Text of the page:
We all want to have fun when we go fishing — not play mechanic out on the water.

So when your lower unit inevitably sucks up a fragment of marsh gunk, your motor will stop peeing. But what exactly is meant by "peeing?"

Outboard motors don't use a closed-loop system for cooling, like our pickup trucks do. Instead, they are designed to use the outside water in an open-loop cooling system.

As you motor hums down the bayou, it picks up water, circulates it through cooling passages and then squirts it out via a "pee hole.”

The visual of that discharge stream pretty much matches, hence the term "peeing" when referring to an outboard's cooling system.

But what if the outboard stopped peeing?

It could go into a "limp mode,” or worse yet, leave you stranded. Imagine being stuck in the marsh as the sun is going down and the mosquitoes are coming out. That ought to be enough motivation to keep reading.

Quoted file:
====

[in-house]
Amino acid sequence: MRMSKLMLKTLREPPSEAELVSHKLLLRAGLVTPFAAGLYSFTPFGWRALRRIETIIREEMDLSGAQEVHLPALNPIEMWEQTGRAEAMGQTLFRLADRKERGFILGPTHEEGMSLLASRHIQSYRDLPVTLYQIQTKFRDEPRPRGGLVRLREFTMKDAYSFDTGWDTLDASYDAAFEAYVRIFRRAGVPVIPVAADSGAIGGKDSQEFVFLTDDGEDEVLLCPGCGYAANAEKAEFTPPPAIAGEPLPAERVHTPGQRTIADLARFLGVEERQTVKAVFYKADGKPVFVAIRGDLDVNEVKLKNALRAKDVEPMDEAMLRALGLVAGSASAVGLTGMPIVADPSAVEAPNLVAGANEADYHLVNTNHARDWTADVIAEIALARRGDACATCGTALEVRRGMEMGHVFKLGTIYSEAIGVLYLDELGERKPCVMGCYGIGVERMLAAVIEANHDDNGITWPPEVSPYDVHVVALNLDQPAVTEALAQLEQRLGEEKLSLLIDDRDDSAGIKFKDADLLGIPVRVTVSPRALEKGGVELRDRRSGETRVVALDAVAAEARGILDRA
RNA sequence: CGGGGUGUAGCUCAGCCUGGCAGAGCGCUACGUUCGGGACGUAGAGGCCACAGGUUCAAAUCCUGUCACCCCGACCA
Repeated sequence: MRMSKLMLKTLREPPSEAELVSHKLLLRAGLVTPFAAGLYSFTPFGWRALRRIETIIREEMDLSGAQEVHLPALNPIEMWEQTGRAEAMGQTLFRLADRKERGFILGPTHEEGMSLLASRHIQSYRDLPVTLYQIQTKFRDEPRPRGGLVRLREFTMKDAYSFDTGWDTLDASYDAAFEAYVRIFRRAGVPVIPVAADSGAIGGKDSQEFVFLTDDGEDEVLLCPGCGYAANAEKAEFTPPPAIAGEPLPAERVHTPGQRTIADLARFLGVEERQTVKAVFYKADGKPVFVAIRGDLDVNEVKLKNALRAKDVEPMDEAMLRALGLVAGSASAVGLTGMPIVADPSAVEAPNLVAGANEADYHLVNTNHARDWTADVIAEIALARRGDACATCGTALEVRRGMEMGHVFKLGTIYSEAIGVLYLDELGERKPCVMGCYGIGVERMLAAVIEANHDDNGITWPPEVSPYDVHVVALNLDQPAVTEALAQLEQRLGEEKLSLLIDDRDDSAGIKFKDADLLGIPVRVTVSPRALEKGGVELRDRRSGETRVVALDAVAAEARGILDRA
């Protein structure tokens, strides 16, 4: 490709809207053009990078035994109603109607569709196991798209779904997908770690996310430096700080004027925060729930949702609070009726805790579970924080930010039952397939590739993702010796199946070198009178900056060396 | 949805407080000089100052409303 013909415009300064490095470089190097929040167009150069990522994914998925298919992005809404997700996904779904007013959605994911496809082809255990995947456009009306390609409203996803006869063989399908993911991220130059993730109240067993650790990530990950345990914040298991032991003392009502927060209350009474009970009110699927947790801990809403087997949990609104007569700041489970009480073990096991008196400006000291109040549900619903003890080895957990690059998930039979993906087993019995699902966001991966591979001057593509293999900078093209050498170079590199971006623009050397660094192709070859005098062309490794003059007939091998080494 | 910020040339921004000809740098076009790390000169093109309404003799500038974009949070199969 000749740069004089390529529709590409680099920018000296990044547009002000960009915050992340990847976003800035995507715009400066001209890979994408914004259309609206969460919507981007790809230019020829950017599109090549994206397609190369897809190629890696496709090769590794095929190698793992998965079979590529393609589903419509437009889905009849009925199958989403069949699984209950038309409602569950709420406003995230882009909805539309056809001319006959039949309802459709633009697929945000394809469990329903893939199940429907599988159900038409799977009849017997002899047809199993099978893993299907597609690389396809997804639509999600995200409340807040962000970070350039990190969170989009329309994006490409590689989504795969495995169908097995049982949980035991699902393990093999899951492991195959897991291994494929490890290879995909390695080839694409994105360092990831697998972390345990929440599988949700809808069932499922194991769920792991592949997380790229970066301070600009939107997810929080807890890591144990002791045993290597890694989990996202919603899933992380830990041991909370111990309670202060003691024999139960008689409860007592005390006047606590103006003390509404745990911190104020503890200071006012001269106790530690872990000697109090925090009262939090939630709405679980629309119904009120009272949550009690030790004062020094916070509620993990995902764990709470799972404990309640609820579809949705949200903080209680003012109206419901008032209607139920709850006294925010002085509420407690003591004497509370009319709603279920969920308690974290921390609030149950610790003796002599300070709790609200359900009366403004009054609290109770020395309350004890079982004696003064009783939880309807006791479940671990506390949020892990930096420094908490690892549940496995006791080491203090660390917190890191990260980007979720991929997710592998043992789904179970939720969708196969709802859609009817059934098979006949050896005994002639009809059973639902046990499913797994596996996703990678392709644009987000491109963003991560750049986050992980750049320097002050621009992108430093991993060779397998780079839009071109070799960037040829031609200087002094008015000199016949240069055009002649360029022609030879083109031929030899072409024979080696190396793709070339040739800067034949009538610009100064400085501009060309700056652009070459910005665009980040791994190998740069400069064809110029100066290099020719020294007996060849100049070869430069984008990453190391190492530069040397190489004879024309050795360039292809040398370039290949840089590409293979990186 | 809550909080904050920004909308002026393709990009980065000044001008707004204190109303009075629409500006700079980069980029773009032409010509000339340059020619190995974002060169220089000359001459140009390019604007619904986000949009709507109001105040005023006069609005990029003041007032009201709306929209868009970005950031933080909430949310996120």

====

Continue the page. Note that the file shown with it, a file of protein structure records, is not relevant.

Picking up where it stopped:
Steps to take when the motor isn't peeing:

1. Clear the water intake. It's found at the “foot," or lower unit of your outboard.

That may be all your motor needs to start peeing again. But if not, move on to step number two ….

2. Clearing the pee hole.

Fingernails won't get the job done here. You have to use one (or both) of these tools: A thumb tack and/or a stripped twist tie (like from a loaf of bread.)

The thumb tack is stiffer, and does a great job of clearing clogs at the exit of the pee hole. The twist tie does a better job clearing clogs further upstream.

Conclusion

Incidents like a clogged pee hole are inevitable. It's not a matter of "if" — but "when" it will happen. Now when it does, you’ll be prepared. So keep a thumb tack and an extra twist tie in your tackle box — you never know when you might need them to get home.

Tight lines, y'all.

Editor’s Note: Devin Denman is an avid inshore fisherman who writes the Louisiana Fishing Blog. To read more of his articles, visit lafishblog.com